A new camp recently opened in Jordan is expected to house as many as 130-thousand Syrian refugees.
The Associated Press reports “Once full — a process expected to take months — the camp will outstrip Zaatari, currently Jordan’s largest camp.”
The Zaatari camp houses so many refugees it ranks as the 4th largest city in Jordan and “the second largest refugee camp in the world.”
In Lebanon the Syrian refugee population now surpasses 1 million.
In 2012, the last year for which data is available, there were 10.5 million refugees in the world — that according to the United Nations High Commissioner for Refugees.
While the 2012 total was down from an all-time high of some 12 million refugees in 2001, it’s considerably larger than the 1.6 million refugees recorded in 1960.
As the number of refugees has grown, countries all over the world have struggled to find a way to accommodate them.
In Europe the struggle has been over who to allow in and what resources to offer them. The European Union has been working since 1995 to create a Common European Asylum System. This system designed, in part, so that:
“asylum in the EU must remain accessible. Legitimate measures introduced to curb irregular migration and protect external borders should avoid preventing refugees’ access to protection in the EU while
ensuring a respect for fundamental rights of all migrants.”
But the EU has faced some difficulty in getting all member states on-board.
Amnesty International just released a statement focusing on what it calls Greece’s “unlawful” treatment of refugees.
“The treatment of refugees and migrants at Greece’s borders is deplorable. Too often, instead of finding sanctuary, they are met with violence and intimidation. There are cases where they have been stripped naked, had their possessions stolen, and even held at gunpoint before being pushed back across the border to Turkey,” said John Dalhuisen, Europe and Central Asia Programme Director.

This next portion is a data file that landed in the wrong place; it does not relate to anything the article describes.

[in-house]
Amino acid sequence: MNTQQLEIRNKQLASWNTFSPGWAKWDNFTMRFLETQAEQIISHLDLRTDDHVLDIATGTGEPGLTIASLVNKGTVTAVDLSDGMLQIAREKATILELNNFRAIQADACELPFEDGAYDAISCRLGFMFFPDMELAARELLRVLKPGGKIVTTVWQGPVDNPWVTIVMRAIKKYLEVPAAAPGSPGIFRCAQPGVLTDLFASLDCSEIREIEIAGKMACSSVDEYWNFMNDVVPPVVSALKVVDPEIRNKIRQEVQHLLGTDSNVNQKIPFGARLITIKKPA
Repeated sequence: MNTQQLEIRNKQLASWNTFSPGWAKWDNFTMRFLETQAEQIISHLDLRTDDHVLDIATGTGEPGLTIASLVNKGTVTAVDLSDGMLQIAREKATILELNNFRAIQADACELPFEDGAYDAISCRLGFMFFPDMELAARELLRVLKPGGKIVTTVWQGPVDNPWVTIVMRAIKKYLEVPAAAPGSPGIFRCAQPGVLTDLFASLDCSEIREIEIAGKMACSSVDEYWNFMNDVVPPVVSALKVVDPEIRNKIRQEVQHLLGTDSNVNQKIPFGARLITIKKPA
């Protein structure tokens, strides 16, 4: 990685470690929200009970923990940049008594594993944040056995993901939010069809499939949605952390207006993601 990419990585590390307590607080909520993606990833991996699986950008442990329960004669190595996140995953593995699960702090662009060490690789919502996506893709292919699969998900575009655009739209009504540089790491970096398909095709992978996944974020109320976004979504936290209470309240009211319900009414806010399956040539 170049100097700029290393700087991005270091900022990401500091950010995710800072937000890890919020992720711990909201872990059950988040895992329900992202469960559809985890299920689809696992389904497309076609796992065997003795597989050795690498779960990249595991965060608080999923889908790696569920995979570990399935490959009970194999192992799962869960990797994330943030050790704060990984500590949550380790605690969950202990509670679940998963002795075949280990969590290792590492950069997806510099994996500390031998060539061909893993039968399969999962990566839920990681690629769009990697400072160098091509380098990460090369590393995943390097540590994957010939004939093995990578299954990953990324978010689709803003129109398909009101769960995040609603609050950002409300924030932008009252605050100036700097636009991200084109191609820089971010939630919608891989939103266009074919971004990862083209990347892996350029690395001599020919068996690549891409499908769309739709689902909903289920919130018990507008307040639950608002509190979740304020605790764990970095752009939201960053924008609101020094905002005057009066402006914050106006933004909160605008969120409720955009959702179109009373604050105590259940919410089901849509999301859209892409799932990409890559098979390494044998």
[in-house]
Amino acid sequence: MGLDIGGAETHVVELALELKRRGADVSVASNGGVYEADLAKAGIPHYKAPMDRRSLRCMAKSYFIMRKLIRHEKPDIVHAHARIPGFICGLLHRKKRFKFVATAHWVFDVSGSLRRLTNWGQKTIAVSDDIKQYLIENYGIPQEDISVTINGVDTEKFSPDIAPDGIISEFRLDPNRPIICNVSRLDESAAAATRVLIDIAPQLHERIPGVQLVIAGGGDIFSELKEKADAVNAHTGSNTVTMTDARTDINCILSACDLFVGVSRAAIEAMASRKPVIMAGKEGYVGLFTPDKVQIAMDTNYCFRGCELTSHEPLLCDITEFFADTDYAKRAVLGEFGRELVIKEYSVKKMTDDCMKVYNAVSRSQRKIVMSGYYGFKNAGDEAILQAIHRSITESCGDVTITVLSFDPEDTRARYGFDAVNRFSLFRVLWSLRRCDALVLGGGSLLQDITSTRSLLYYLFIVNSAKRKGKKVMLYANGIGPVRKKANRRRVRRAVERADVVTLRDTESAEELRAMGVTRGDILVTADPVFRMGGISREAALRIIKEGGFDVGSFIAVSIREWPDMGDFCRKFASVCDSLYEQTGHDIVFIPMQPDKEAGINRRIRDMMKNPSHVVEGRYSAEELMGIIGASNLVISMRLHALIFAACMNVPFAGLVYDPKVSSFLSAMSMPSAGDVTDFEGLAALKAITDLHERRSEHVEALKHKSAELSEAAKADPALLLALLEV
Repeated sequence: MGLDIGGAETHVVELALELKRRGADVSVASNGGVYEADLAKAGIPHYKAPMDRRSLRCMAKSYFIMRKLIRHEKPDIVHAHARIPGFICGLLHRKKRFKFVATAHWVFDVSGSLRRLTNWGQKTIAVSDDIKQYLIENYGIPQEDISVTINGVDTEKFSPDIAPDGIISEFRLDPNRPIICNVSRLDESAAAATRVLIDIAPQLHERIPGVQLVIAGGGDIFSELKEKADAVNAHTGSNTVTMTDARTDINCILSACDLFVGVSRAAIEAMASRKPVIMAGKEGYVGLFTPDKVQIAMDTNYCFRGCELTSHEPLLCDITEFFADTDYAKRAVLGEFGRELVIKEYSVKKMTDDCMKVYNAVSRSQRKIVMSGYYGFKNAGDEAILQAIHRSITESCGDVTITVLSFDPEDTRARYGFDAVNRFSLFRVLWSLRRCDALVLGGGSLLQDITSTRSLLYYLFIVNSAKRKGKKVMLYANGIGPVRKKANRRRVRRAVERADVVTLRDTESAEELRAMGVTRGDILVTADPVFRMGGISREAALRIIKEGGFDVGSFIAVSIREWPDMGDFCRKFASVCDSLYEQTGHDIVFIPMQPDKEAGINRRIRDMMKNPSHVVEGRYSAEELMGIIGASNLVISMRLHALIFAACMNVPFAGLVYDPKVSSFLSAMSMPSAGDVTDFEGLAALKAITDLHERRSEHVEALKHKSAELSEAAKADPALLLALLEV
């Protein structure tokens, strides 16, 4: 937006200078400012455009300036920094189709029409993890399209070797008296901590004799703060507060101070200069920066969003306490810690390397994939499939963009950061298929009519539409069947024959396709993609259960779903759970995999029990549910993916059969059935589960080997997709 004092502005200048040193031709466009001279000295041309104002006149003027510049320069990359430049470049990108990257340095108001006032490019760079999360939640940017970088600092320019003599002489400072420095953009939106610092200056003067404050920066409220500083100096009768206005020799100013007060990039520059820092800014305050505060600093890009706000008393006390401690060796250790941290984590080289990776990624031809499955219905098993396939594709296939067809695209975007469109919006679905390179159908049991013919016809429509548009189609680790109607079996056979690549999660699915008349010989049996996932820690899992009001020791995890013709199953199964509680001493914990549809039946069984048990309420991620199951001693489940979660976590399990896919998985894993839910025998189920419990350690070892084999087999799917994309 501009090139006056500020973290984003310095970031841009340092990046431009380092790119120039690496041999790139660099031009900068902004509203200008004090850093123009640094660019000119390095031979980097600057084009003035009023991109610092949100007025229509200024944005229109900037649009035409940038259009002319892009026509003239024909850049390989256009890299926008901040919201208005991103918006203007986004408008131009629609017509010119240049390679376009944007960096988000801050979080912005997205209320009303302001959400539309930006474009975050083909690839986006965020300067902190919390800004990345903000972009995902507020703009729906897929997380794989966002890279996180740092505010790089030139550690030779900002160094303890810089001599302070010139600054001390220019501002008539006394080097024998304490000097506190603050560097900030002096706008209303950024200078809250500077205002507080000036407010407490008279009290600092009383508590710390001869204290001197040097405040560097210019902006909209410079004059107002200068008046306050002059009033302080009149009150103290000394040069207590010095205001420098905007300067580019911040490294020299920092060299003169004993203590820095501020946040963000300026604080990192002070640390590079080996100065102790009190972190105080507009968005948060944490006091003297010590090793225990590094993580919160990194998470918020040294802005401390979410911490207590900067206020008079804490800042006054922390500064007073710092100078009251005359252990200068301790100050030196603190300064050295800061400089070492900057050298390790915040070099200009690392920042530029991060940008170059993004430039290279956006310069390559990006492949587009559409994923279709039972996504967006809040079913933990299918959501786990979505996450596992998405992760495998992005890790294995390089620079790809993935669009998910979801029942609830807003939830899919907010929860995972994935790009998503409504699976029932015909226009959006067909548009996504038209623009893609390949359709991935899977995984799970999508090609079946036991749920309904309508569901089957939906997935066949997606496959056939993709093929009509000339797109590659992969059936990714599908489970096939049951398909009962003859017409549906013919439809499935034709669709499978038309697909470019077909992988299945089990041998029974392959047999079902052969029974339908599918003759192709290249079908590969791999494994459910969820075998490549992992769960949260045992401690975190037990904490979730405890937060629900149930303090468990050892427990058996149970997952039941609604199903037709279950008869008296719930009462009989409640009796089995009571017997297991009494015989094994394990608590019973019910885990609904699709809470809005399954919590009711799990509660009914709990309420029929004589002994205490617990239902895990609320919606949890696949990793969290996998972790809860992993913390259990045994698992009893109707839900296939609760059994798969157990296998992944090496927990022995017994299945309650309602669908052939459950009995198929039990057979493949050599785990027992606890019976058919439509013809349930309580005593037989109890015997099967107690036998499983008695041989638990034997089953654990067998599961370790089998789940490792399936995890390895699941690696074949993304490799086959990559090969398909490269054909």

The organization is urging the EU to sanction Greece for its treatment of refugees.
Australia, the United States, and Canada have all been in the news for reaching a possible deal on the resettlement of refugees in Cambodia, holding asylum seekers in jail, and cutting funds to a program providing mental health services to refugees.
A number of outlets and organizations have attempted to tell the story of the refugee experience.
The Refugee Project is a multimedia site that relies on UN statistics to tell the global story of forced migration. PBS’s Global Voices program featured an episode in which a Cambodian man who’d fled his home country reunited with his family. And last year the Guardian featured a multimedia story about Alaskans who might be “America’s first climate refugees.”
Of course, researchers have also sought to tell the story of refugees as well.
This article from the Journal of English Linguistics examined the way refugees were constructed by discourse in the British press. Global governance and climate refugees are the focus of this piece from Global Environmental Politics while this research published in Geoforum tells the story of people who do not want to be considered climate refugees.
The European Union’s treatment of refugees is the focus of this article from Refugee Survey Quarterly; the experiences of Bosnian refugees resettled in the American South are chronicled in this article published in the Journal of Ethnic and Culture Diversity in Social Work.
- Refugees section of The Guardian
- Refugees and Dispclaced People New York Times
- European Council on Refugees and Exiles
- Refugees’ Human Rights — Amnesty International Australia
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